Trump Wants to Meet China's Jinping Over Fears of Military Crackdown in Hong Kong

Published August 15th, 2019 - 07:54 GMT
US President Donald Trump with Chinese President Xi Jinping during a bilateral meeting in Florida. (AFP/ File)
US President Donald Trump with Chinese President Xi Jinping during a bilateral meeting in Florida. (AFP/ File)

U.S. President Donald Trump seemingly proposed a meeting with Chinese President Xi Jinping to find a solution to the ongoing unrest in Hong Kong as fears mount that the Asian nation may be considering military intervention.

In a tweet Wednesday, Trump praised his Chinese counterpart as a "great leader" and a "good man" before stating that if he wants to find a solution to the months-long protests on the semi-autonomous island, he will.

"I have ZERO doubt that if President Xi wants to quickly and humanely solve the Hong Kong Problem, he can do it," he said. "Personal meeting?"

The tweet on Wednesday followed several others by the president that linked the pro-democracy protests to the ongoing trade war between the two countries.

He said China was "eating" the tariffs the United States earlier leveled at the country through devaluing its currency and "pouring" money into their system, adding that his administration's move a day earlier to delay imposing some tariffs on the country from Sept. 1 to Dec. 15 while axing others helps China more than the states.

He said the deferral has little consequence to U.S. consumers but China will "reciprocate."

Trump said China wants to make a deal to end the trade war but should be allowed to first find a solution to the ongoing protests that have rocked Hong Kong.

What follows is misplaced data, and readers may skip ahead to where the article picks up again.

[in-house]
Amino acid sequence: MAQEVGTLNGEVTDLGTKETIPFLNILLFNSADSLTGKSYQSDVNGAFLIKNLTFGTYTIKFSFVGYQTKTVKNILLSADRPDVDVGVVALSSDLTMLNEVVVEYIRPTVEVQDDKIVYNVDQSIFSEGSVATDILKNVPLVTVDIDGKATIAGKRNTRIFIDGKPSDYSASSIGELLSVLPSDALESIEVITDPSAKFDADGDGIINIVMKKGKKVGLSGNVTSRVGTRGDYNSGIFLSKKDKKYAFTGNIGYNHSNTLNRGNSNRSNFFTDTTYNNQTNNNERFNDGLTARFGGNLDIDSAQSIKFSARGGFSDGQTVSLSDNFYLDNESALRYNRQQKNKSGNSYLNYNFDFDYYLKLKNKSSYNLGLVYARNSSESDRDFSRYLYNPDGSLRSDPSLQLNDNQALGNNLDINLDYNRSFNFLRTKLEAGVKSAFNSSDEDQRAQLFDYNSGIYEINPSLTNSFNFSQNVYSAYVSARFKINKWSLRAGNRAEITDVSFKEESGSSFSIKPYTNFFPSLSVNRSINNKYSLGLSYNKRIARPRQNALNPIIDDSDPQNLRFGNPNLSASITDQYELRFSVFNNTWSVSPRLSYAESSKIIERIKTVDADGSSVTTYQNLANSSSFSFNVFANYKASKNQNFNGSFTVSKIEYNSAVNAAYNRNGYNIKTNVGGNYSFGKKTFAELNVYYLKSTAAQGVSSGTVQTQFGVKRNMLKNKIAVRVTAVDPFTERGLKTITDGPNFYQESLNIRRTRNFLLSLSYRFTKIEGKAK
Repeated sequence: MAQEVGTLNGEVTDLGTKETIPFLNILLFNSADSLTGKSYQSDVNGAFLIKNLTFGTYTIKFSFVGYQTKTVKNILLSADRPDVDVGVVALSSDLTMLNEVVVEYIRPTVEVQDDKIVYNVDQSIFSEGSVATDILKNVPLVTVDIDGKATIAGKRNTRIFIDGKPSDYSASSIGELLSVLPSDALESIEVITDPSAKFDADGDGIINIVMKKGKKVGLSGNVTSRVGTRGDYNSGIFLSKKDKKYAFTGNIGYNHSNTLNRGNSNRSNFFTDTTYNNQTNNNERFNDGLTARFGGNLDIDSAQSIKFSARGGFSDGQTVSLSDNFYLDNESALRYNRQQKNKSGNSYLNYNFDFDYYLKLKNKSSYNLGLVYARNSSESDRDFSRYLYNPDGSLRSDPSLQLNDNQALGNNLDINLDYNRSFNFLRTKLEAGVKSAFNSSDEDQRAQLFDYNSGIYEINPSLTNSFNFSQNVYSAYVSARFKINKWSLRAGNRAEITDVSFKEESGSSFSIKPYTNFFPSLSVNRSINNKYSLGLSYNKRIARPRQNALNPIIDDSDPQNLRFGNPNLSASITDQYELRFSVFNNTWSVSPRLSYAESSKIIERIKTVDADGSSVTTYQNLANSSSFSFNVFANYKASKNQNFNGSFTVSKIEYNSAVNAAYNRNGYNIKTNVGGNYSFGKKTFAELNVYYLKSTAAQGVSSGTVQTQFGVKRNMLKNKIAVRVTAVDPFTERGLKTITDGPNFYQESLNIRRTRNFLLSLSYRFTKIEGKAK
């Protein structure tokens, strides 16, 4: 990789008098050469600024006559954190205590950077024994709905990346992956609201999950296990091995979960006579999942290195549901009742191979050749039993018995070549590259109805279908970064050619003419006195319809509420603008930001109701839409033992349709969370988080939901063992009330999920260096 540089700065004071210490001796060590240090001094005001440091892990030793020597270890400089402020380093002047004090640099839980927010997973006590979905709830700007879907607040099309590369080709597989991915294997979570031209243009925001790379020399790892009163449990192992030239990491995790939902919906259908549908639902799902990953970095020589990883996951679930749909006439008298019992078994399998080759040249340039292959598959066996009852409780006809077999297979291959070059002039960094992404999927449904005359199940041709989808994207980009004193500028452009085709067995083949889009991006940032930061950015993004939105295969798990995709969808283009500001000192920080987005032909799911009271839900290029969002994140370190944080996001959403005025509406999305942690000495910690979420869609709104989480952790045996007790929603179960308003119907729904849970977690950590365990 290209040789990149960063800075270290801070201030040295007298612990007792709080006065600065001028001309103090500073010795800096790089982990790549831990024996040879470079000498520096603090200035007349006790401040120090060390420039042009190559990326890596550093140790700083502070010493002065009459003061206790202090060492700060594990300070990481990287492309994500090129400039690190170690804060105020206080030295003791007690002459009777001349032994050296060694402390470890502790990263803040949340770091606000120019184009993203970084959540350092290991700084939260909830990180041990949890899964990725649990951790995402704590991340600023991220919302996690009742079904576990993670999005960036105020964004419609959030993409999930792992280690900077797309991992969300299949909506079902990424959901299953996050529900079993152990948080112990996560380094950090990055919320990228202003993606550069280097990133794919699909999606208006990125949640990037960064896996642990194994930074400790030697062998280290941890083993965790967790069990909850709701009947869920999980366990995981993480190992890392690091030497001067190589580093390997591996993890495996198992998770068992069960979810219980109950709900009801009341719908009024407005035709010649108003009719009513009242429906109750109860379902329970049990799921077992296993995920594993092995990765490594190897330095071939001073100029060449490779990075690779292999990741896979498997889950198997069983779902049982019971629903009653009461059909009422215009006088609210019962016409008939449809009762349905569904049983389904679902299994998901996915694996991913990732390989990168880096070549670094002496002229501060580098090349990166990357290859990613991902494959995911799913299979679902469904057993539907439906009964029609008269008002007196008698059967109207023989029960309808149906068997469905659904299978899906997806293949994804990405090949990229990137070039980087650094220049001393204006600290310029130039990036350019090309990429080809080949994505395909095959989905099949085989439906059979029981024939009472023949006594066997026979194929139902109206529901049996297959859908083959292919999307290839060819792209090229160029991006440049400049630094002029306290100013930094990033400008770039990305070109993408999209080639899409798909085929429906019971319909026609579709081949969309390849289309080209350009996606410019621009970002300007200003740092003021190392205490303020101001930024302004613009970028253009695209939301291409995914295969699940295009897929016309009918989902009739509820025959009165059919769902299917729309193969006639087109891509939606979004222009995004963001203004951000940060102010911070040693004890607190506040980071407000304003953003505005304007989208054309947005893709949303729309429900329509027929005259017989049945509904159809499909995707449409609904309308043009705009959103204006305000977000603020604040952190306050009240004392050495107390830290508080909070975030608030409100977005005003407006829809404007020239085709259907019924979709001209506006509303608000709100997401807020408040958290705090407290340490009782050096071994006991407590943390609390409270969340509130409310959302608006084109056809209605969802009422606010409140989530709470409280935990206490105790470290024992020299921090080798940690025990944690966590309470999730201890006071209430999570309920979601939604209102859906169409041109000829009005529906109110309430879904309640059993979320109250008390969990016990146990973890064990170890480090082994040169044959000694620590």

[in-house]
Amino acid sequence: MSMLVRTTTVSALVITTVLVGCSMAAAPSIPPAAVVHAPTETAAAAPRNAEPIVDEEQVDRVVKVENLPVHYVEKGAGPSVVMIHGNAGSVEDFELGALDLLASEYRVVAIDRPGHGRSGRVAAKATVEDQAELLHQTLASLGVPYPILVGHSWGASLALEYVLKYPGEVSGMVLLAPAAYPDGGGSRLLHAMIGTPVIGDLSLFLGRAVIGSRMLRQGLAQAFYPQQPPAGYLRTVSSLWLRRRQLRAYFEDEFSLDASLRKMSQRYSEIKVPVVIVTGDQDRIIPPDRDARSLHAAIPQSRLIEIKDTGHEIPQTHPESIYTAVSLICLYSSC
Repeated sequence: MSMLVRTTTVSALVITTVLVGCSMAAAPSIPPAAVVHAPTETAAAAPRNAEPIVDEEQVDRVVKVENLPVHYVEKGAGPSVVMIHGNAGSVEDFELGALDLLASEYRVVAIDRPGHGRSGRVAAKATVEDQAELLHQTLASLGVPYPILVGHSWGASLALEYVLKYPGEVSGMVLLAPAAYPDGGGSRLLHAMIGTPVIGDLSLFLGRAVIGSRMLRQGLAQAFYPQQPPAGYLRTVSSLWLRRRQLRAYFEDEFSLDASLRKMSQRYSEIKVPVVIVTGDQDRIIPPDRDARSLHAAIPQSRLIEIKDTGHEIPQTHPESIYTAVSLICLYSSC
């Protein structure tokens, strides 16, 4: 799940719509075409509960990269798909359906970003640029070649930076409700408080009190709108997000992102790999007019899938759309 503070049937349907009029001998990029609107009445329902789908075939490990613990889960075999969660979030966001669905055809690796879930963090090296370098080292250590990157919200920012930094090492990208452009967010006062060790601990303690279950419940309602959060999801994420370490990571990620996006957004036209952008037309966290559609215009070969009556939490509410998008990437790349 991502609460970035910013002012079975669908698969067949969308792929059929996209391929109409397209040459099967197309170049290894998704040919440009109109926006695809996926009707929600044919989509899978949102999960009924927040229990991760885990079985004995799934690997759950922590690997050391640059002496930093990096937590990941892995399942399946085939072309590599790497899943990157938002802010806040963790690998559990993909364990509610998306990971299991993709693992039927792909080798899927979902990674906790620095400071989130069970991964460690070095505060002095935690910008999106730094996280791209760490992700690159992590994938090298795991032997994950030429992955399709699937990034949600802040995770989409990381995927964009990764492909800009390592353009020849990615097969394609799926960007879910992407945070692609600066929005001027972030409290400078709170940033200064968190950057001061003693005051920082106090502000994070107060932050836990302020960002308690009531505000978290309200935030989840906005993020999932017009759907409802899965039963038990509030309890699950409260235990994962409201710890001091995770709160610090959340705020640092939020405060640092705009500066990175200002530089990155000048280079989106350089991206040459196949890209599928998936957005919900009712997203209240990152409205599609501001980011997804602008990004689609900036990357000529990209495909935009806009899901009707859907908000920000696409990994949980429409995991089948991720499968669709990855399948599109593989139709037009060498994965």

"Millions of jobs are being lost in China to other non-tariffed countries," he said. "Thousands of companies are leaving. Of course, China wants to make a deal. Let them work humanely with Hong Kong first!"

Trump has faced both domestic and international criticism over his response to the pro-democracy protests in Hong Kong as concerns rise that China may decide to end the protests militarily.

A day earlier, Trump said the Chinese military was building up along the Hong Kong border, suggesting the Chinese army may be preparing to intervene.

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Trump told reporters the situation was "very tough" and that he "hopes it works out for everyone, including China."

Sen. Chuck Schumer, D-N.Y., chastised the president Wednesday for not standing up to China during the escalation of human rights abuses the state is allegedly committing against the citizens of Hong Kong.

"It is unacceptable that President Donald Trump is not standing up to Beijing as it intensifies its crackdown on human rights in Hong Kong," he said via Twitter. "He needs to make it clear that America stands shoulder to shoulder with the people of Hong Kong who want democracy and freedom."

House Foreign Affairs Committee Chairman Eliot Engel, D-N.Y., and Lead Republican Michael McCaul, R-Texas, issued a joint bipartisan statement over concerns the Chinese military may crackdown on protesters as it did during the Tiananmen Massacre of 1989, the death toll from which is unknown though is estimated from hundreds to thousands of people killed.

"Thirty years after the Chinese Communist Party's brutal massacre of peaceful democratic protestors in Tiananmen Square, we are concerned that China would consider again brutally putting down peaceful protests," they said. "We urge China to avoid making such a mistake, which would be met with universal condemnation and swift consequences."

Hong Kong has been submerged in chaos since early June when protesters took to the streets against a controversial bill that would allow for refugees from mainland law be sent back to China to face Beijing courts.

Following accusations of police brutality and their demands being ignored by the Hong Kong government, the protest evolved into a wider pro-democracy movement that encompassed more demands than just having the bill -- which has seen been shelved -- withdrawn.

This article has been adapted from its original source.


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